Purpose: To determine the feasibility of a new technique for suprathreshold automated static perimetry in children.
Design: Evaluation of diagnostic test or technology.
Participants: The study included 29 subjects comprising 4 groups: 12 adults with normal fields, 4 children aged less than 10 years with normal fields, 8 adults with visual field defect, and 5 children aged less than 10 years with suspected visual field defects.
Methods: The system comprises a personal computer, display, and eye tracker to monitor gaze position when stimuli are presented in the visual field. The natural saccadic eye movement to fixate on the stimuli, if seen, can be detected and measured to produce a visual field plot. Subjects performed 3 eye-tracking tests, unless unable to do so for any reason: a 40-point binocular test and two 41-point tests for each eye. The tests were based on the Humphrey Field Analyzer (HFA) Central-40 point screening test with a stimulus size of Goldmann III and intensity of 14 decibels (dB). Adults also performed the equivalent Humphrey screening test in each eye for comparison.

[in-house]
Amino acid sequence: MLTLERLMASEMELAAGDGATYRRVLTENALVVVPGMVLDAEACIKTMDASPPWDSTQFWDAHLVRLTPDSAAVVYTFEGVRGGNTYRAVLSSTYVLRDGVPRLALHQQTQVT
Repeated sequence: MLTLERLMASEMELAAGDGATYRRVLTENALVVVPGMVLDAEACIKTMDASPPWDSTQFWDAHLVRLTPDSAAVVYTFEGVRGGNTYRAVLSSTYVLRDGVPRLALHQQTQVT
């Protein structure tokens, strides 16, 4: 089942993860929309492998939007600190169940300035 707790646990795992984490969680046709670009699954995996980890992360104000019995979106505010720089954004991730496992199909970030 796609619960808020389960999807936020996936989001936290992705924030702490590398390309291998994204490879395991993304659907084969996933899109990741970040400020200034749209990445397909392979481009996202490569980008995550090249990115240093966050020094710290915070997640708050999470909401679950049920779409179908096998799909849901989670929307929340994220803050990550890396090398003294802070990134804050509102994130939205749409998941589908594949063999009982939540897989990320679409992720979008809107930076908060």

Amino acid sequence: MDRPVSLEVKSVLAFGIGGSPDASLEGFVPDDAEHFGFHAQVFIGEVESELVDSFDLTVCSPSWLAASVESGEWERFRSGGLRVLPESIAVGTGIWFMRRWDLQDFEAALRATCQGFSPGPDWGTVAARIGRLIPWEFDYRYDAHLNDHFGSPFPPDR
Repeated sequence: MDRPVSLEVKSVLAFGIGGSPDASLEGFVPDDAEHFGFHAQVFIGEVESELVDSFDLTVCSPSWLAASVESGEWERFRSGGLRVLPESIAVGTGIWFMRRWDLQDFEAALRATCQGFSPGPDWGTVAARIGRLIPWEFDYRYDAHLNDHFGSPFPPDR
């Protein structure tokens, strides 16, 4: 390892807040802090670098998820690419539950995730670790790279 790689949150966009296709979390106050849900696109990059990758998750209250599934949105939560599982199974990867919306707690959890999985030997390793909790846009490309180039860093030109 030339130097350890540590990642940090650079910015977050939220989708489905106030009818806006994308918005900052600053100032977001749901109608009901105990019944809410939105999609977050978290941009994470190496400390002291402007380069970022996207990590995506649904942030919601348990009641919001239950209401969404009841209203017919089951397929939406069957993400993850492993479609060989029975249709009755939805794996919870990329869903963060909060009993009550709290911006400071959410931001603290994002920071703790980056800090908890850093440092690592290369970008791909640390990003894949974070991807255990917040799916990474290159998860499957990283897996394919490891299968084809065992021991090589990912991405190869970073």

Main outcome measures: Comparison of visual field plot results between the eye-tracking tests and HFA tests in adults. Correlation between the eye-tracking tests and the clinical assessment in the children with suspected visual field defects.
Results: In the eyes of all normal adult and child subjects performing the eye-tracking test, the percentage of points in agreement with a healthy visual field was 99.2% and 99.1%, respectively. The percentage of points agreeing with the HFA's screening test in the adult eyes with visual field defects was 89.8%. Visual field defects were also correctly identified by the eye-tracking system in the eyes of children with suspected visual field defects.
Conclusions: The results demonstrate that suprathreshold automated static perimetry using eye tracking is a promising method of perimetry for use with children.